Congestion in Malawi Prisons worries Law Commission

The Malawi Law Commission (MLC) has bemoaned congestion in Malawi prisons saying the facilities are keeping almost three times the recommended number of inmates thereby exposing them to health hazards.

Inside Malawi prison
Inside Malawi prison

Chairperson for special Law Commission on the Review of the Prisons Act, Commissioner Justice Ken Manda, made the observation Thursday in Lilongwe during a national consultative workshop aimed at getting the Commission’s findings and recommendations validated by stakeholders at national level.

He disclosed that presently there were over 14, 430 inmates in Malawi prisons against the recommended population of between 5,000 and 7,000 inmates.

Justice Manda said with such congestion the health of the inmates was at risk making them vulnerable to communicable diseases such as Tuberculosis.

“We believe that good prison health is good public health because after serving their term, inmates are finally freed and they go back into the society where they came from,” he  said adding, “So a healthy freed inmate would not put the lives of the members of the public in danger as unhealthy freed inmate would.”

The Chairperson said the commission’s recommendations to help decongest the prisons include use of early release of ‘petty case’ convicts, alternative sentences other than custodial jail and open jails where convicts can go and work outside and come back in the evening.

He said the commission believed that the above alternatives would yield results faster than constructing or extending prison structures which could take time.

The special Law Commission on the Review of the Prisons Act was formed following the case of one Gable Masangano who sued government in 2007 over the unbearable conditions of prisons in Malawi.

The court held that prison conditions in Malawi “amounted to inhuman and degrading treatment of prisoners and that this was contrary to section 19 of the Constitution”.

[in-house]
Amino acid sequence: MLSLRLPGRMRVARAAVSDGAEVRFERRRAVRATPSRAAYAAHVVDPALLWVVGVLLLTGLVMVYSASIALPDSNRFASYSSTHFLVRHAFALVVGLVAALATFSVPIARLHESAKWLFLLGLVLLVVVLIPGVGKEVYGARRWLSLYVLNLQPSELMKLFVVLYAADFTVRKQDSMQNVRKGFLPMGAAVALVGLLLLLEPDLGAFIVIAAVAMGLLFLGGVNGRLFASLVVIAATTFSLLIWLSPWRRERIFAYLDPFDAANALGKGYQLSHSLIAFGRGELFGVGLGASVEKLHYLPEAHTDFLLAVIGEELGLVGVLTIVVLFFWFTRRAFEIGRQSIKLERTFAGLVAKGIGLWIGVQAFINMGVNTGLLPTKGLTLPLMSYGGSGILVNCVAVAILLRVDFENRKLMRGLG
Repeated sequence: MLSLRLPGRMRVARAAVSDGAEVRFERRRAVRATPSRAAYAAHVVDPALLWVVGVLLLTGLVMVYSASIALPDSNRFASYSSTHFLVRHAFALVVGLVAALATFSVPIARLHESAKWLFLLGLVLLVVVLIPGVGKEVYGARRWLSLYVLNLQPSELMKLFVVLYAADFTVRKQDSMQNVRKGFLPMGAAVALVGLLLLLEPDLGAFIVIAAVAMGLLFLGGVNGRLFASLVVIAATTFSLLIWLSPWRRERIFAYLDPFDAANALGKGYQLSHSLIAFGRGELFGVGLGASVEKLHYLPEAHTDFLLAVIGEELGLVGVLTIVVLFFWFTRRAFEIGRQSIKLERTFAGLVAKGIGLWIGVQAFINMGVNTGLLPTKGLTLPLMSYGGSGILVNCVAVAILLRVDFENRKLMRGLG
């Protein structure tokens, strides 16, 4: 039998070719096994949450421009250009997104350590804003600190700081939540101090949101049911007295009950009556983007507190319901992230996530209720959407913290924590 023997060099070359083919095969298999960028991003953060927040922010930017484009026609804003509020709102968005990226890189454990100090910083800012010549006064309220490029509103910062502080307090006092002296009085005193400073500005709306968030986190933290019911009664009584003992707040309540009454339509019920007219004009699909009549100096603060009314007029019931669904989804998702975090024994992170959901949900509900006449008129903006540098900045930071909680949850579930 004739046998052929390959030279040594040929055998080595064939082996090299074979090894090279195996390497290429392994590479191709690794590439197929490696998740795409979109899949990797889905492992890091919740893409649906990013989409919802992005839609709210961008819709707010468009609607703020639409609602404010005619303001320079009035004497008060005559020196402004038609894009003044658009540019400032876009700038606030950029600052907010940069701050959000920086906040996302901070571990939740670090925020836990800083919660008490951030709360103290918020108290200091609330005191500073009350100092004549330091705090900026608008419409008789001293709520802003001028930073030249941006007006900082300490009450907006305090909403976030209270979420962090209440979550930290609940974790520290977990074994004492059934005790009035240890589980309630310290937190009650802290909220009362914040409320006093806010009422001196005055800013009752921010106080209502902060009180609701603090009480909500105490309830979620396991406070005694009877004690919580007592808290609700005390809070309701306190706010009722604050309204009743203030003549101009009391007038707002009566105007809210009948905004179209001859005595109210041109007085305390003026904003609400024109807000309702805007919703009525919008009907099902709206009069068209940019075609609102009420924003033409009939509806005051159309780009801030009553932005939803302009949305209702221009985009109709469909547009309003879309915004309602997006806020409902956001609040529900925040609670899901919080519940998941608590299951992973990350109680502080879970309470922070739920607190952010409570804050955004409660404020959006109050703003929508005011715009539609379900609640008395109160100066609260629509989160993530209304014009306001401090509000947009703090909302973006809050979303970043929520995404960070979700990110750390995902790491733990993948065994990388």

The Malawi Prisons Service decided to conduct a review of the ACT to align it with the dictates of the Constitution and applicable international law and principles on the administration, governance and management of prisons and prisoners.

According to Justice Manda, the Commission in its regional consultative consultations went beyond Gable Masangano case to consider issues such as the possibility of regulating conditions of confinement in police holding cells; health checks on admission and release of a prisoner; and the admission and conditions of confinement of pregnant women.

The Commission also considered the admission and conditions of confinement of women with un-weaned children and prisoners with special needs; the rights of and privileges of prisoners and parole and other mechanism for early release.

The Thursday consultative workshop was the final exercise before the findings and recommendations were compiled into a bill to be presented to government.

“We hope to have everything finalized and present the bill to government by March next year,” said the Chairperson.

The current Prisons Act was enacted into law on 23 April 1956 and it fails short of conforming to a number of fundamental changes that have occurred in social-legal and constitutional framework over the decades.

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